Company Overview of The Bear Stearns Companies, LLC
The Bear Stearns Companies, LLC operates as an investment banking, securities and derivatives trading, and clearance and brokerage company. It operates through Capital Markets, Global Clearing Services, and Wealth Management segments. The Capital Markets segment comprises equities, fixed income, and investment banking operations. Fixed income operations include participating in the auction of, and maintaining proprietary positions in, U.S. treasury bills, notes, bonds, and stripped principal and coupon securities; purchase and origination of commercial and residential mortgage loans; dealing in tax-exempt and taxable municipal securities and instruments; offering hedging and arbitrage servic...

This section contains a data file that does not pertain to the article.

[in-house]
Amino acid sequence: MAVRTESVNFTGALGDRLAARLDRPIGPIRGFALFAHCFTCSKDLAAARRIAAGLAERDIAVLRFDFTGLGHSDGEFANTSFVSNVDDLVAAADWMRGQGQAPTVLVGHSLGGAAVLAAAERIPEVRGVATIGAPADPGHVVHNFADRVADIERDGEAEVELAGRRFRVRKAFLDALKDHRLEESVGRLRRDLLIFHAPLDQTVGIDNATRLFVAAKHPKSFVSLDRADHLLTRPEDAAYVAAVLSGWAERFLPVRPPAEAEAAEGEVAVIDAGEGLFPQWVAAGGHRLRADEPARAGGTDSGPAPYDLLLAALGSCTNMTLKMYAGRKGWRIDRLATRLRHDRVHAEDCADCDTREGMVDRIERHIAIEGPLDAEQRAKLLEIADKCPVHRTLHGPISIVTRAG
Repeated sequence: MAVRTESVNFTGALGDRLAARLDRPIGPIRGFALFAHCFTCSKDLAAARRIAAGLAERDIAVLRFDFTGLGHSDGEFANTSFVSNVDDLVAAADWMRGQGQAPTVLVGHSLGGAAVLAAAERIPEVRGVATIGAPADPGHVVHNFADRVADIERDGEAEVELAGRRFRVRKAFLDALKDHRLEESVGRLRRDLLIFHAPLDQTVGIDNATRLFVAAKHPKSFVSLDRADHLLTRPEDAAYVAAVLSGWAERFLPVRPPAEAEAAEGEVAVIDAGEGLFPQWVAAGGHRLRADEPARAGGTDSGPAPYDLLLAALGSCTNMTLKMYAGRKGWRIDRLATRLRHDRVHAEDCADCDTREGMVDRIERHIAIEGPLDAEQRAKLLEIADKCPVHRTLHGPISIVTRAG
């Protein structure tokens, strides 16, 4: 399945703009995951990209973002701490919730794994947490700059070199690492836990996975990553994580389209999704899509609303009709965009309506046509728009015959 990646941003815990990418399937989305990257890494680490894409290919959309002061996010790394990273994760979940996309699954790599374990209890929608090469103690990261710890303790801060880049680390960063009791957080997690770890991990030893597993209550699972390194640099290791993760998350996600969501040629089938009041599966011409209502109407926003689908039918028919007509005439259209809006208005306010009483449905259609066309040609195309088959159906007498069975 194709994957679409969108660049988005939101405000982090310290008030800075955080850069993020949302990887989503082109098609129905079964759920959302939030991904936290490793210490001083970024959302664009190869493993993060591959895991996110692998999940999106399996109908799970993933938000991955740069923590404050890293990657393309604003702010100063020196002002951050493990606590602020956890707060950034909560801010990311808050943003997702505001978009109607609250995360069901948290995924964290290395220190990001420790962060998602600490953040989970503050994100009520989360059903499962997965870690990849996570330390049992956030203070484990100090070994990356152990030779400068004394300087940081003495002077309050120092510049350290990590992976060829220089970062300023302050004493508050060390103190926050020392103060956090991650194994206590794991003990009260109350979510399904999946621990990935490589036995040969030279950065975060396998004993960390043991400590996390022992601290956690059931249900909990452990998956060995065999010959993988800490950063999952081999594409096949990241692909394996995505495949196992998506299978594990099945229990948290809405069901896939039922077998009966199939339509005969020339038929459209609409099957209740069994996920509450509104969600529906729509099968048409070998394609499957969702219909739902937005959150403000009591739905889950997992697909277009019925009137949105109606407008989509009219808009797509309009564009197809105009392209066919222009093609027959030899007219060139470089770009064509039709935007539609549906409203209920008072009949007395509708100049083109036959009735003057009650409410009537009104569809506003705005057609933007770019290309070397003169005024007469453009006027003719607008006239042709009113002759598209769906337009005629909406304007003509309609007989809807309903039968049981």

383 Madison Avenue
New York, NY 10179
Founded in 1923
Key Executives for The Bear Stearns Companies, LLC
Head of Fixed Income Distribution for Europe
Chief Executive of the Investment Bank's Business - Asia
Chairman of Bear Stearns Asset Management and Chief Executive Officer of Bear Stearns Asset Management
President of Asian Operations and Senior Managing Director
Compensation as of Fiscal Year 2012.
The Bear Stearns Companies, LLC Key Developments
Sec Sues Bear Stearns and JPMorgan Chase & Co. in Connection with Mortgage-Backed Securities
Nov 30 12